AWAY is worth the time getting to Mars
There have been so many space movies in my lifetime – both fiction and documentary – that I was not sure anything about AWAY would hold my interest. However this is a great new vehicle for Hilary Swank. And the creative team has coupled the tensions of the flight itself with gripping stories of those left behind on earth, and the pairing makes for one exciting episode after another.
In AWAY, we meet Viivan Wu, Mark Ivanir, Ato Essandoh, and Ray Panthaki as the featured astronauts who along with Swank represent our diverse world. They are a terrific and empathetic group, and they each have episodes to shine. Just when you think we are falling into stereotypes – is the Asian lady a spy? – we are pulled back to genuinely interesting stories letting us know how these five very lovely and hard working individuals earned their spot on this trip.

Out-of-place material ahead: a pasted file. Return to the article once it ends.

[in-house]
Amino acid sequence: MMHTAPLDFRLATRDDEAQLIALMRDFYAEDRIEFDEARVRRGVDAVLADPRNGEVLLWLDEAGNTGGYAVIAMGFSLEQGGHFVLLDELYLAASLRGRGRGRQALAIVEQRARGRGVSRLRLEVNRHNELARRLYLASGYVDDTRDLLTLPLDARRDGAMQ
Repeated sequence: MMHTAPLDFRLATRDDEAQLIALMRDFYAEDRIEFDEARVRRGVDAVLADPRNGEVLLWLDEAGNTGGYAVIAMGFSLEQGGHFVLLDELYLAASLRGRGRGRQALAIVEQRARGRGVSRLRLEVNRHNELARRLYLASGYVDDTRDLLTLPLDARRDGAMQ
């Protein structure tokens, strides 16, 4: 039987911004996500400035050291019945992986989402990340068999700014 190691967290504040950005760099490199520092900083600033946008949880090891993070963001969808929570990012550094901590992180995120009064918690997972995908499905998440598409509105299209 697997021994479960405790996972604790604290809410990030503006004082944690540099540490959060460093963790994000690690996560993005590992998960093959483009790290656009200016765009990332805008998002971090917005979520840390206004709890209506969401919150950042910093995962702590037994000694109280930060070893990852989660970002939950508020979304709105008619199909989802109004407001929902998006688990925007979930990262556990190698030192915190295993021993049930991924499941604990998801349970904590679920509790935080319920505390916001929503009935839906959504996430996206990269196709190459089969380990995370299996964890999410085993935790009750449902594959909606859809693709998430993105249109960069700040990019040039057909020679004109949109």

And the pressures they face once on board are enormous, including blindness, lack of water, and other devices. It makes for good storytelling.
But the family left behind – an astronaut husband felled by a stroke, a 15 year old daughter exploring first love, a friend with a special needs child – which and handled with care, and give the story a great deal of texture that would be sorely missed if all we saw was life on the ship.
Josh Charles is a very thorny yet sympathetic husband to Swank. Talitha Eliana Bateman plays the daughter left behind. I am sure she will win an Oscar someday soon.
The writing is excellent, as is (generally) the direction. The show looks spectacular, both on earth and as it is in the heavens. I recommend AWAY highly.